Capitalizing on the post-modern tendency towards ironic juxtaposition, Dodiya's works convey complex messages of life in his native country. Executed as painterly collages, his canvases echo the raw and graffiti-ed art of Jean-Michel Basquiat, while at the same time maintaining a skilled handling of paint that enable him to accommodate styles as varied as the photorealism of Gerhard Richter and the slick acrylic paintings of David Hockney.
This work was created by Dodiya for the exhibition Visions of Landscape curated by Ranjit Hoskote, which featured seven artists all interpreting the genre of landscape from their distinct points of view. While considering the possibilities, Dodiya chose to focus on the Horizon, perhaps one of the fundamental features of a landscape painting. Dividing the work into two, the earth and the cosmos above it, Dodiya added a short text in Sanskrit from the Hindu scripture of the Upanishads. Literally translating to it moves, and it doesn't move, it is close and it is far at the same time.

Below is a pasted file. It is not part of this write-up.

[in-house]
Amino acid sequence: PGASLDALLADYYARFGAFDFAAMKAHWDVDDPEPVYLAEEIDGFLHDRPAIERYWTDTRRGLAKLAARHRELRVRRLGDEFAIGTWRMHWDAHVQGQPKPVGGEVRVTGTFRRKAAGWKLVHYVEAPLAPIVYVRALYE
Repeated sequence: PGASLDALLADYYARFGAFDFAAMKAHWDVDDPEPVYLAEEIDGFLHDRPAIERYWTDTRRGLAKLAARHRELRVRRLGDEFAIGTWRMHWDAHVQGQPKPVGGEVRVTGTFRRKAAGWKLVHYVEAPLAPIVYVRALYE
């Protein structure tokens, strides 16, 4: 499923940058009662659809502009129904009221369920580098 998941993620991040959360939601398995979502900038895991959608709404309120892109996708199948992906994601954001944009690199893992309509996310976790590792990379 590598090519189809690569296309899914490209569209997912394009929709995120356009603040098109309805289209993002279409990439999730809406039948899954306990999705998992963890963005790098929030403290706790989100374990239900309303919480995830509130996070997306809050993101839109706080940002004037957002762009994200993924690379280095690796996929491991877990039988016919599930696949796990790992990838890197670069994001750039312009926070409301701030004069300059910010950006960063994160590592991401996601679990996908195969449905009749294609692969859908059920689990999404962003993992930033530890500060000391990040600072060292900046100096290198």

In a recent discussion with the artist, Dodiya explained that the dog could also be seen as a reference to himself, as he attempts to experience the vastness of both the physical and spiritual landscapes before him. At the bottom of the painting, Dodiya has painted in a house, signifying the importance of belonging and stressing the fact that one can travel to the end of the earth but eventually, one always comes back to one's own roots. In this case - home.